Household energy consumption accounts for over a quarter of all energy consumption in the EU, but previous campaigns to encourage energy efficiency in the home have proved unsuccessful.

Researchers now say energy efficiency campaigns would be more successful if they were personalised to individual consumers. Household energy consumption has increased steadily in Europe over the past two decades. Households have been estimated to account for 27 per cent of all energy consumption. This is approaching the levels consumed by industry (28 per cent) and transport (31 per cent).

Householders therefore represent an important target for energy efficiency campaigns. One possible explanation for the failure of previous campaigns is their impersonal nature. General energy saving tips and ideas for reducing home energy usage may be inappropriate for individual consumers.

The study conducted by Belgian researchers provides evidence to support a more personalised approach to cutting household energy consumption. The study investigated two main methods for reducing energy usage: personal energy 'diaries' and energy efficiency audits. Based on their findings, they suggest that the most effective strategies involve giving recommendations for improving efficiency on a home-by-home basis.

The success of any such strategy is, however, highly dependent on available finances. Household energy consumption in Belgium is the second highest in the EU after Luxembourg. The researchers calculated that overall energy usage could potentially be reduced by up to a third. However, the practical steps required to achieve this reduction vary considerably, ranging from roof insulation to installation of energy saving showerheads.

The clearest result, say the researchers, is that there is no recommendation that can be generally applied. Most of the householders that were surveyed found the energy efficiency audits valuable, but attitudes towards energy diaries were less positive. This may be due to the more individual and personal nature of the audits. Household members benefited from an hour-and-a-half long session with an auditor, in which they were provided with a full energy efficiency report and list of recommendations tailored specifically to their home with the opportunity to ask questions.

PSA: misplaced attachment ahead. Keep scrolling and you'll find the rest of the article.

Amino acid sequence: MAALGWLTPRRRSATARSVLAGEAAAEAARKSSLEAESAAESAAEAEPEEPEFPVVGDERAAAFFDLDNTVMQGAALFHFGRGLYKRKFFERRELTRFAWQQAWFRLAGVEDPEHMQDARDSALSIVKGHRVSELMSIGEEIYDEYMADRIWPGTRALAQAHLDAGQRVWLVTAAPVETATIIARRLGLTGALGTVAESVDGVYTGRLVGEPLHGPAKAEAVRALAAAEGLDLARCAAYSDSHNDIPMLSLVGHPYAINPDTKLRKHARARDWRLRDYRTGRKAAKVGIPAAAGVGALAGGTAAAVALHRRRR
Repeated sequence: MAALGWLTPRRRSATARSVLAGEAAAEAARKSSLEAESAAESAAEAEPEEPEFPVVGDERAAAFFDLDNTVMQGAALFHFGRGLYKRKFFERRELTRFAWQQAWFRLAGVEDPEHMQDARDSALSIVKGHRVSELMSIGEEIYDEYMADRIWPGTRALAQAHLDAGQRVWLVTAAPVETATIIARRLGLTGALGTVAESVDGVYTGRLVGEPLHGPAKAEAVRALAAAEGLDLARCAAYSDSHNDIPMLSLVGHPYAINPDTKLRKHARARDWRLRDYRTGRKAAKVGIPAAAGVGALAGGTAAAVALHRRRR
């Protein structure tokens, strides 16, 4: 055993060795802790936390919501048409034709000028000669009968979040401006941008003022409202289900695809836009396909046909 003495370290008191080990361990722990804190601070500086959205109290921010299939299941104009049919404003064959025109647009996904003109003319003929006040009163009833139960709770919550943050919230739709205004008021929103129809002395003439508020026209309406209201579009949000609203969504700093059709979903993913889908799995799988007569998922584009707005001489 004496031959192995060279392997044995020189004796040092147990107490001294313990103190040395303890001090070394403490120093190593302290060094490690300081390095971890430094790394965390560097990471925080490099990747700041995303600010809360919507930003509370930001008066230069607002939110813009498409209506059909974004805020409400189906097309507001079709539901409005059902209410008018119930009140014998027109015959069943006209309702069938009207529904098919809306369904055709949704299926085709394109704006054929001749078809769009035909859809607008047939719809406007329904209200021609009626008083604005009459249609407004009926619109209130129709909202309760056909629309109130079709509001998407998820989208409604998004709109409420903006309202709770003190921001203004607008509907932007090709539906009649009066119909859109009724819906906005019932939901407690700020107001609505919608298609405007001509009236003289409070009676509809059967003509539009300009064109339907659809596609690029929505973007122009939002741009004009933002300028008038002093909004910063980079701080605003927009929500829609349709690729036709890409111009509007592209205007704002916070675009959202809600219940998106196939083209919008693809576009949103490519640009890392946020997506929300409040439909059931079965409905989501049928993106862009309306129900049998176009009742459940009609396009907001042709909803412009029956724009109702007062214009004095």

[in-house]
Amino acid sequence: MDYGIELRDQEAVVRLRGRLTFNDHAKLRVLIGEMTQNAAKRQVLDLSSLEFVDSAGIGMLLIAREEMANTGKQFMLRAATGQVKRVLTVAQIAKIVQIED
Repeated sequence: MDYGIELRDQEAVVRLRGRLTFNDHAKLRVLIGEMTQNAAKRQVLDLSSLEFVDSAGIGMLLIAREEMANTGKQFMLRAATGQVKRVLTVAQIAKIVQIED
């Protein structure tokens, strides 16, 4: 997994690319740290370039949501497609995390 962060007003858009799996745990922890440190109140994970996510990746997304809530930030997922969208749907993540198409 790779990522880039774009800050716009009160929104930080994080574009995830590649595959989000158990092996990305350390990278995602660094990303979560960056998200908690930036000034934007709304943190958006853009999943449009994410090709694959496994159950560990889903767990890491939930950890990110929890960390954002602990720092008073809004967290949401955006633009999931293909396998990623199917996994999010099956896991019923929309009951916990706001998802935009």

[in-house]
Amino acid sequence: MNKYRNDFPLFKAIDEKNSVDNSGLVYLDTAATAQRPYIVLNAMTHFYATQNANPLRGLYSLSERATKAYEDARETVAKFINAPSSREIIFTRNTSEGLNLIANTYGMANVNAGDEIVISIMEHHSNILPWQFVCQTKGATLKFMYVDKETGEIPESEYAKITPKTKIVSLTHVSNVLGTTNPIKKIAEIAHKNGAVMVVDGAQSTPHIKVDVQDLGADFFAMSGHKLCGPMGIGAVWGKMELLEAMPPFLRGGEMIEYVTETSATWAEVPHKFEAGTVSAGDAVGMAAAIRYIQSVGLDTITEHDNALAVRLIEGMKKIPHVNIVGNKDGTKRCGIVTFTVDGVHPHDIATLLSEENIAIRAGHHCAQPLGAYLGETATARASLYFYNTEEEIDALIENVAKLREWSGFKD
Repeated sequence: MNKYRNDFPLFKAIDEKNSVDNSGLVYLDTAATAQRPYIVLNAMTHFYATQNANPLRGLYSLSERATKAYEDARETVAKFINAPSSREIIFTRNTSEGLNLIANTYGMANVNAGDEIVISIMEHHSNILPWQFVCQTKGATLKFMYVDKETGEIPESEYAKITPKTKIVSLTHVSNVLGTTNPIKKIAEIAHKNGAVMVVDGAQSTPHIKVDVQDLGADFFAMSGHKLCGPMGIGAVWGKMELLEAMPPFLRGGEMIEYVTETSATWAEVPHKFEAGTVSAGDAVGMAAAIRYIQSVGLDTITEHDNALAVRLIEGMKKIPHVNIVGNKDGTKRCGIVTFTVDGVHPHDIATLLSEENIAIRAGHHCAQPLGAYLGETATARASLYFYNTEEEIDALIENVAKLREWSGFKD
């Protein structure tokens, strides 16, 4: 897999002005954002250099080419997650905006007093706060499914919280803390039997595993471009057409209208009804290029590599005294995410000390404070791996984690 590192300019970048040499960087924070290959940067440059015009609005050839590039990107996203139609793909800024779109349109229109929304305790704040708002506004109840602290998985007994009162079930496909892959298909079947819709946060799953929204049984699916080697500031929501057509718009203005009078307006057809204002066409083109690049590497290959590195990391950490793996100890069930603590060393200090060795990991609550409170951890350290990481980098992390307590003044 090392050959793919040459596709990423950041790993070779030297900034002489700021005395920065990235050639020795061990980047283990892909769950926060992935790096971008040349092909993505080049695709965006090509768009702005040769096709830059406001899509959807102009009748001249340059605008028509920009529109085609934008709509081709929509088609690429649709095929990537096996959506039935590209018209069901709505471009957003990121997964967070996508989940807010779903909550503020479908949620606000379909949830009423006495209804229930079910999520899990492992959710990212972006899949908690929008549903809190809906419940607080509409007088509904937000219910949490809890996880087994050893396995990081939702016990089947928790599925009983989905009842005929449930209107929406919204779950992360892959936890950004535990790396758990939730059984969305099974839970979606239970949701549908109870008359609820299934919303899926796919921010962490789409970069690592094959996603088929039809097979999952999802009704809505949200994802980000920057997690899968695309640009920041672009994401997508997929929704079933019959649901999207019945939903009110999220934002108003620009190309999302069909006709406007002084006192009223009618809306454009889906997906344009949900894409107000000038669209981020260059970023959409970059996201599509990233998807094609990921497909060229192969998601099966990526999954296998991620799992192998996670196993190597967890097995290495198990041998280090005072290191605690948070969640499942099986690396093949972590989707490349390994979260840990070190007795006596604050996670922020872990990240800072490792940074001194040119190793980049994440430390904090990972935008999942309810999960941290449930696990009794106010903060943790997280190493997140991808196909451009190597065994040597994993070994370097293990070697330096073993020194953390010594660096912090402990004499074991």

The auditor's interpersonal skills, as well as technical knowledge, were of utmost importance. Energy diaries, in comparison, provided only a general list of recommendations for reducing energy consumption. The diaries involved completing questionnaires about energy usage and keeping a diary of householders' energy-related behaviour, for example which appliances had been used, or when windows had been opened.

The list of recommendations is attached to the diary. The purpose of the diaries is to increase the participant's awareness of their energy habits. However, only a few who used them felt they had learned how to reduce their consumption. Unfortunately, 95 per cent of home owners who had their homes audited were not willing to pay the price of the audit (around 250 Euros), despite the savings they could make in the long term.

Therefore, economic incentives would be required to make a success of such a scheme. Alternatively, web-based tools could be used to provide more personalised recommendations. 1. EEA. (2008). CSI 027 - Final energy consumption by sector. April 2008. Available online: http://themes.eea.europa.eu/IMS/IMS/��